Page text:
Quantity: 1 available
Octavo, red cloth (hardcover), gilt letters, xx + 257 pp. Fine in a Fine dust jacket. From dust jacket: John Griffin was held in equally high esteem by archaeologists and historians. Before his death in 1993, he was urged to collect some of his original and pathbreaking writings into a volume that would trace the story of his professional life. In doing that, he created a work that documents the critical early years of historical archeology in the Southeast. This volume includes sixteen selections from Griffin's extensive publication list, which began in the 1930s. Ten of the essays relate to Florida archaeology and history, while the others cover investigations in other parts of the Southeast and the Midwest. They include an article on bison in Illinois archaeology, Griffin's first attempt to apply principles of ecology to cultural change; a report on the sleuthing that unraveled the story of Chief Osceola's grave and his mortal remains; an article on Florida archaeology entered into the Congressional Record by Senator Claude Pepper; a chapter fro Here They Once Stood, the pioneering work on Florida missions that he coauthored; and a study of Booker T. Washington's boyhood home, one of the first archaeological studies of an African-American historical site. Griffin was the first professional archaeologist employed in the state of Florida (1946). HIs frequently cited scholarship stands the test of time, and he was widely regarded as a friend, mentor, and asource of wisdom among his colleagues. As one of them, Kathleen Deagan, remarks in the foreword, this book oÓoffers the kinds of insights into both the apst and the professional that can only come from depth of experience in partnership with a continually open and curious mind.Ó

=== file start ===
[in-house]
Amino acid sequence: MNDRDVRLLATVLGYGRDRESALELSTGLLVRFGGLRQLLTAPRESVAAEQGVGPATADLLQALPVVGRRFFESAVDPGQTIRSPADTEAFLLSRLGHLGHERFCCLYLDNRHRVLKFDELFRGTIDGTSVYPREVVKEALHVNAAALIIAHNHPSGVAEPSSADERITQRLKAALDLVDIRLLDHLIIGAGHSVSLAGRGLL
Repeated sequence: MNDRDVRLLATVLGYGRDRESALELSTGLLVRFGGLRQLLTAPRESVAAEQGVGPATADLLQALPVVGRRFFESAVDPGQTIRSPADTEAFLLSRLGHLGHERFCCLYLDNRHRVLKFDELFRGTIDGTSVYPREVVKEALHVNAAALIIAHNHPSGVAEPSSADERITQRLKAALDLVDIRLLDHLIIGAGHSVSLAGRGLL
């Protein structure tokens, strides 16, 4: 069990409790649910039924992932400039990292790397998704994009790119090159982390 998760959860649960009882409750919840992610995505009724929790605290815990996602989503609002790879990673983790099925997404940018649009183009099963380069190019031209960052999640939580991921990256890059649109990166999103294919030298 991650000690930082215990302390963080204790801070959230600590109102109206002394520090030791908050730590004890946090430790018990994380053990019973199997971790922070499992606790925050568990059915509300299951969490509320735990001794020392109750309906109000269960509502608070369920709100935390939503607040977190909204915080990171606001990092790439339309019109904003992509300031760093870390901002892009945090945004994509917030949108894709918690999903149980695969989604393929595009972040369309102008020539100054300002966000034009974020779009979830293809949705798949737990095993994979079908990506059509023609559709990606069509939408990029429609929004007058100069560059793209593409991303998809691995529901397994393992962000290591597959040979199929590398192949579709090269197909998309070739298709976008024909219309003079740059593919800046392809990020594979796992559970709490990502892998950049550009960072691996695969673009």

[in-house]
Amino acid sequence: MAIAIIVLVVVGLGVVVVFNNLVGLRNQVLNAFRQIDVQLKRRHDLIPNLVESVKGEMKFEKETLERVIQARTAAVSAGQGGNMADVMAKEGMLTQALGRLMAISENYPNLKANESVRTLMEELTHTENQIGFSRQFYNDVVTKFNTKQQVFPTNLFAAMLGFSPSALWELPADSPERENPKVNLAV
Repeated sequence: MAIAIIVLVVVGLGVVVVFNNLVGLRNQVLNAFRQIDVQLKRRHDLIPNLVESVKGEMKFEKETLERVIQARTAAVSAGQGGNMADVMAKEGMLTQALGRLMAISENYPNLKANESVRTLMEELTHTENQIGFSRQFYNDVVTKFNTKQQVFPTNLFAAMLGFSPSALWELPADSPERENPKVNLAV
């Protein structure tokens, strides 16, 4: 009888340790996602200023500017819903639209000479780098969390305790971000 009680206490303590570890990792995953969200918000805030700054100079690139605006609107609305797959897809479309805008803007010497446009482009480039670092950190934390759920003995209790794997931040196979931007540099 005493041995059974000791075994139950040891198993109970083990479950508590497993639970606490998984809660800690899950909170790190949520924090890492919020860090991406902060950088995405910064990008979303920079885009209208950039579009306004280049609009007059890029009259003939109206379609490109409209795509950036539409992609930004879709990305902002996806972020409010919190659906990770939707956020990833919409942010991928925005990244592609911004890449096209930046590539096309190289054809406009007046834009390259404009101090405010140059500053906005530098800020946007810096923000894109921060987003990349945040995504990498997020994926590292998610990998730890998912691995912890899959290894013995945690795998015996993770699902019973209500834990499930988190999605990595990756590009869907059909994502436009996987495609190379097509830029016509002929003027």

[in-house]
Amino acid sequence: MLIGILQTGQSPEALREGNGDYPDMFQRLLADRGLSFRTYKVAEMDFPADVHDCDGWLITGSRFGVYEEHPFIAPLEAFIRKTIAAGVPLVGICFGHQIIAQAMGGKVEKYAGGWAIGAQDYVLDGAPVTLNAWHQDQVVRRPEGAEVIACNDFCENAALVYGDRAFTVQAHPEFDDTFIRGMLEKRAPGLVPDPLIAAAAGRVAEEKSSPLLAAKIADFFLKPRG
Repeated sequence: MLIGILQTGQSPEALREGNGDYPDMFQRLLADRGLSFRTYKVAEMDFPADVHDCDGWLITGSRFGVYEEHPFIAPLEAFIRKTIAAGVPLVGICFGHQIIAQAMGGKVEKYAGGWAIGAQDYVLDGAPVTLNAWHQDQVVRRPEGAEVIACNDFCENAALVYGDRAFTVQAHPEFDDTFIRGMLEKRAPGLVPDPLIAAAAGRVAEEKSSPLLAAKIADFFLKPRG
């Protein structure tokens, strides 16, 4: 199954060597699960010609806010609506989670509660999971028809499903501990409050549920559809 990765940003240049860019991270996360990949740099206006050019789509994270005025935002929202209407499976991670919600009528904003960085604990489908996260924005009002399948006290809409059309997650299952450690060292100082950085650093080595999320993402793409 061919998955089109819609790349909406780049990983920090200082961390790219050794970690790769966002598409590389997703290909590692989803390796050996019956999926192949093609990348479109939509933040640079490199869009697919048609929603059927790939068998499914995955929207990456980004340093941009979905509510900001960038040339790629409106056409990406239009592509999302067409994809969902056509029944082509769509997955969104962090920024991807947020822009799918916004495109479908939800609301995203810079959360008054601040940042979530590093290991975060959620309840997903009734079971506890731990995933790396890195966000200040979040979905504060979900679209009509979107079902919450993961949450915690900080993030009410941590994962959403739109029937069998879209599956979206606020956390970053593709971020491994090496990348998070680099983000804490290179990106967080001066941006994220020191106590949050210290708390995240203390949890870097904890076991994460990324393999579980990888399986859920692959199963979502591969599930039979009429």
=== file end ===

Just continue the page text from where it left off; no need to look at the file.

Title: Fifty Years of Southeastern Archaeology. Selected Works of John W. Griffin.
Location Published: Gainesville, FL: University Press of Florida, (1996). First Edition.
Seller ID: 9744gcs